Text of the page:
October 11, 2012
Credit: Credit: Reuters/Landov
A Mitt Romney administration would take an “incremental” approach to U.S. defense weaponry development while fighting cost growth and schedule delays with “strong civilian leadership” that heads off so-called “requirements creep” by program proponents in the military and industry.
According to two high-profile Romney defense advisers, who spoke to the Defense Writers Group here Oct. 11, the main difference between Romney and how the Obama administration has handled the Pentagon’s acquisition portfolio would be that Romney, co-founder of Bain Capital and a former Massachusetts governor, would “set the tone” of efficiency and effectiveness brought only by a successful businessman.
“What is really needed is strong civilian leadership,” Roger Zakheim told Aviation Week during the group’s breakfast interview.
He and father Dov Zakheim, once Pentagon CFO for President George W. Bush, talked about Romney’s desire to cut the delivery time of major defense acquisition programs to as short as four years from seven to 20, traditionally, depending on what is being built. Asked how to achieve this without running into similar problems that came from earlier attempts — resulting in less competition between contractors, increased concurrency of development and production, and eleventh-hour downsizing of technological goals just so something gets delivered — the Zakheims start with limiting engineering change proposals to programs already in development. They also say new weapons should be built incrementally from existing platforms and technologies, and builders should not try to advance too far.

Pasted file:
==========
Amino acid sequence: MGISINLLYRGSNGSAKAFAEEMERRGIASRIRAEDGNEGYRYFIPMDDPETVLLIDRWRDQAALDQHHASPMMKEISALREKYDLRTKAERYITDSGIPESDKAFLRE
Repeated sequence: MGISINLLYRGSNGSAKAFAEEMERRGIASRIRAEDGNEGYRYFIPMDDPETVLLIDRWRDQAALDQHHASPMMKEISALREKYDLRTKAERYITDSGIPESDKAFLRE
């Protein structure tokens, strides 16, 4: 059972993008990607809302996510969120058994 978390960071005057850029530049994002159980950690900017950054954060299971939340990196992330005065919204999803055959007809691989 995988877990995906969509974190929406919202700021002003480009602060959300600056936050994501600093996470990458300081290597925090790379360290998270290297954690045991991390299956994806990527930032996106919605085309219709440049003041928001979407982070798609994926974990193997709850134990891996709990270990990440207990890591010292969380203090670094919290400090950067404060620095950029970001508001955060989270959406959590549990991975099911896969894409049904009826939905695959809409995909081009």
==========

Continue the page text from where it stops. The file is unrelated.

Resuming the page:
“Don’t ‘skip a generation,’” Roger Zakheim said. Bush, in his 2000 presidential campaign, promised to pursue skipping a generation in development of defense weaponry.
The Zakheims further said Romney favored more competition in defense acquisition, and argued that the civilian acquisition corps in the Defense Department has become too big and too lacking in skills to keep up with modern technology and engineering development.
They did not elaborate on whether requirements of current programs would be frozen, or whether programs in existence or planned would be reorganized, deferred or scrapped. But they fleshed out earlier campaign promises over setting a floor of spending of 4% of GDP on defense, as well as funding construction of more capital ships likes aircraft carriers and submarines to increase the size of the Navy’s fleet — versus relying on building smaller, less expensive Littoral Combat Ships and Joint High-speed Vessels to meet the Navy’s so-called 313 shipbuilding plan — as well as “modernizing” the Air Force’s inventory of fighters and bombers.
But again, referring to the incremental approach, even the capabilities of capital ships could be limited in order to afford making more of them. “If you start making every ship a bespoke ship, then you can’t have too many ships,” Dov Zakheim said.
The Zakheims said Romney would seek to get the Pentagon’s baseline to 4% in his administration, although they did not say whether that meant in one presidential term or two, assuming reelection. They also said Romney supports reinserting F-35s cut by the Obama administration from the program’s five-year acquisition plan, versus restarting production of the F-22, which Romney last month said he would do. The Zakheims said his campaign has since corrected the statement to mean the F-35.